By Kelly Hines
“Oh, for the love of Pete! Just give me the knife!” My mother, screaming at my dad; my brother, pumpkin guts smeared in his hair; me, picking shards of pumpkin seeds from between my teeth.
Pumpkin carving always started with great expectations and enthusiasm. My mom would bring home a beast from the grocery store and spread out the Sunday paper on the kitchen table. She’d saw the top off with her biggest Ginsu, and my brother and I would attack the inside with soup spoons.
“Pumpkin guts!”, we’d moan and squish the flesh between our fingers. My mom would patiently pick out the seeds and wash off the newsprint in the big colander in the sink.
“You know, this year, these are going to be fantastic!”, she assured us, and we nodded – not in agreement, but because we knew they would definitely not be fantastic. No matter what oil or seasoning or temperature or method you use, pumpkin seeds suck. Salted, peppered, roasted, toasted, smoked, steamed or sautéed. Every way, every year.
“What shape do you want the eyes?” she asks, and draws them in with a ballpoint pen. It’s nearly always the same – triangle eyes, triangle nose. “Happy or scary mouth?”
“Scary!”, says my brother, the future criminal. And, because he is the baby and always gets his way, she draws a wide, jagged scowl.
“Okay, now let’s carve it!” She says ‘let’s’, but she really means, ‘I’ll do this because you will ruin it’. Then my father, in an uncharacteristic show of holiday enthusiasm, jumps up from his recliner and says “I’ll carve it!” My mom, shocked, hands the Ginsu to Daddy.
He circles the table like an animal, sizing up the pumpkin and trying to plan the best angle of attack. His cigarette dangles from the corner of his mouth, it’s ash defying gravity, the smoke curling into one, squinted eye. He passes the knife from hand to hand. Yep yep yep yep yep, he says softly.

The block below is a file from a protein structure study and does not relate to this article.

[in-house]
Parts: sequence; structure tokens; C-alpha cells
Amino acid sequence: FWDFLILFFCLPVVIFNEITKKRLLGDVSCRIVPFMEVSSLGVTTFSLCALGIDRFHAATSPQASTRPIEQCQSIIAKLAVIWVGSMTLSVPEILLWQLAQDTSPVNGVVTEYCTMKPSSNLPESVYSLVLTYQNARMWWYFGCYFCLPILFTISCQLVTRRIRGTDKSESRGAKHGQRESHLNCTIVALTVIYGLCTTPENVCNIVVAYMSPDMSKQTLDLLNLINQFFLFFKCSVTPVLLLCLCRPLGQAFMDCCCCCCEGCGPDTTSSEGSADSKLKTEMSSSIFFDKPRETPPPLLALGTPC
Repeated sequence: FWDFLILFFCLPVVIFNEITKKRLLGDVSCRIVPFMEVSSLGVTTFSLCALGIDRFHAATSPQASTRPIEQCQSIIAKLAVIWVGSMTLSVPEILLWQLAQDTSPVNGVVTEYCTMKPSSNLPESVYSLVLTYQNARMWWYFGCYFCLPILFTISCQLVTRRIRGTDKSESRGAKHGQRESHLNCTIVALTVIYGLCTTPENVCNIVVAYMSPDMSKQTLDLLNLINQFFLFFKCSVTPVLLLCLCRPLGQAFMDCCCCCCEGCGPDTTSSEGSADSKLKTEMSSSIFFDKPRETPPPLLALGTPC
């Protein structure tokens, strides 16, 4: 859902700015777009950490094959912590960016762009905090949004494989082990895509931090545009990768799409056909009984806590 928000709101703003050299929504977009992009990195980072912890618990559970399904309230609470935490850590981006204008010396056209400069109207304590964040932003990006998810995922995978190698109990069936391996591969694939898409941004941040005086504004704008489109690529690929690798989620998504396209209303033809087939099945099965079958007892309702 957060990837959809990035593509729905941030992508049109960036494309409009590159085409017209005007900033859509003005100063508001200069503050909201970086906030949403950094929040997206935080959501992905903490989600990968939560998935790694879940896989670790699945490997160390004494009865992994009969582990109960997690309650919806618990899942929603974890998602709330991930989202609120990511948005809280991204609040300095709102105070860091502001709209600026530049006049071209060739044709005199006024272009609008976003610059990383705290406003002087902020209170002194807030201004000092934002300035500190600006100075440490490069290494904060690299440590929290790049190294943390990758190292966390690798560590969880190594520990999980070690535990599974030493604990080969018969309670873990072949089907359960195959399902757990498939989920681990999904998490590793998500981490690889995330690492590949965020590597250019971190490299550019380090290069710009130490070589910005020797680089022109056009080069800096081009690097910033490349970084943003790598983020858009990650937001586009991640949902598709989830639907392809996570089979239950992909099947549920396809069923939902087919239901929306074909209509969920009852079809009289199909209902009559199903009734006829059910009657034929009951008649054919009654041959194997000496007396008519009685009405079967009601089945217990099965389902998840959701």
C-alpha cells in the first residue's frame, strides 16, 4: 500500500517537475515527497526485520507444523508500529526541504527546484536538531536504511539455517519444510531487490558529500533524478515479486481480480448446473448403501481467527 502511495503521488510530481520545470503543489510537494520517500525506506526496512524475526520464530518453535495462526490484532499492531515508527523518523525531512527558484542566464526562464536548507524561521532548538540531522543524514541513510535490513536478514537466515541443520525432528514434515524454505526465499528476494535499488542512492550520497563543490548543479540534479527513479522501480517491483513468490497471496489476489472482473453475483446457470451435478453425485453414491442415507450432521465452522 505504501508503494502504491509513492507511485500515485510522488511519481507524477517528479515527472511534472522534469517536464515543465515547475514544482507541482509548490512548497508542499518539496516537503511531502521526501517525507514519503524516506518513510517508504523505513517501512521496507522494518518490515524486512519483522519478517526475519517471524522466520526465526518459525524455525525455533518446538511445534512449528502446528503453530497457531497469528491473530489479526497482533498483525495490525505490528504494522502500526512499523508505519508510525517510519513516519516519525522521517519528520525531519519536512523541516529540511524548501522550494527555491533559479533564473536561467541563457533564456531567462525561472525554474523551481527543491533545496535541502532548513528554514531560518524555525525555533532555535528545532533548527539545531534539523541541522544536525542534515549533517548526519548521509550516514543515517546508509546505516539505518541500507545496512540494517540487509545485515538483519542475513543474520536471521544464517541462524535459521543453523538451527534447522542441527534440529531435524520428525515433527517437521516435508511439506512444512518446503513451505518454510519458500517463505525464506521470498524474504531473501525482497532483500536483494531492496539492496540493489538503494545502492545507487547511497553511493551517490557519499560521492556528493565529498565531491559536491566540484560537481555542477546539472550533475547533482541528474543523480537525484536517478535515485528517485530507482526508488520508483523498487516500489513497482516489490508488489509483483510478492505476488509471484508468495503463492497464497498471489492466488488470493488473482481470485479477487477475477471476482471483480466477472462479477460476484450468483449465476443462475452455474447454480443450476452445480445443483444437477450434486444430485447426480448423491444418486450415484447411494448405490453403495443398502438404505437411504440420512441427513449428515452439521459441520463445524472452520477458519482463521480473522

“Oh, good lord. I think he’s having a flashback. Honey, are you here or in the jungle?” My mom puts a protective arm around my brother. I shield myself with the sheet pan of pumpkin seeds and absently pop one into my mouth.
“Just thinking about which way to get in there,” my dad growls. He is circling and mumbling and finally, approaches the pumpkin. His hand hovers above the pen-drawn eye, coming close, then backing away. Every time he starts to cut, I find myself holding my breath and, when he pulls back, I breathe again. If he keeps this up, I’ll pass out.
My mother can’t take it any longer – “Oh, for the love of Pete! Just give me the knife!”
This will not be our experience. I’ve taken my three children on an informative, eco-friendly hay ride, culminating in a visit to the organic, free-range pumpkin patch. They’ve each picked a pumpkin (because everyone deserves their own pumpkin) and, together, we pick a family pumpkin (symbolizing our cumulative love). I purchase a complete set of pumpkin carving tools and an instructional booklet. After careful consultation with Pinterest, I remove the top in a way which will maximize candle glow and the kids gleefully remove the pumpkin guts with specially designed, kid safe pumpkin gut scoopers.
They even like the seeds.
“Happy or scary mouth?” I ask.
“I want the cast of Glee!”, my oldest yells.
“Ariel!”, says the six year old, “Riding a dolphin!”
“Dat GUY! On dat SHOW!” The three year old is busy shoving pumpkin into his pants.
I spend the next six hours making templates and poking thousands of tiny holes in outline on the pumpkins. By the time I’m done, my legs have gone numb and my right hand is cramped into an arthritic claw.
“Okay! Let’s carve these things!” I yell to the kids. Reluctantly, they turn off their iPads and iPods and TVs and shuffle into the kitchen. Even my husband is there, his head cocked to the side. “What is that?”, he asks.
“Ariel,” I sigh, “Riding a dolphin. Except, now I can’t really tell what part I’m supposed to cut out.” We stand there for a minute, thinking about it, then my husband grabs one of the specialty tools from the carving kit.
“Stand back,” he says, and starts circling the table.
“Oh, for the love of Pete!”, I yell. “Just give me the knife!”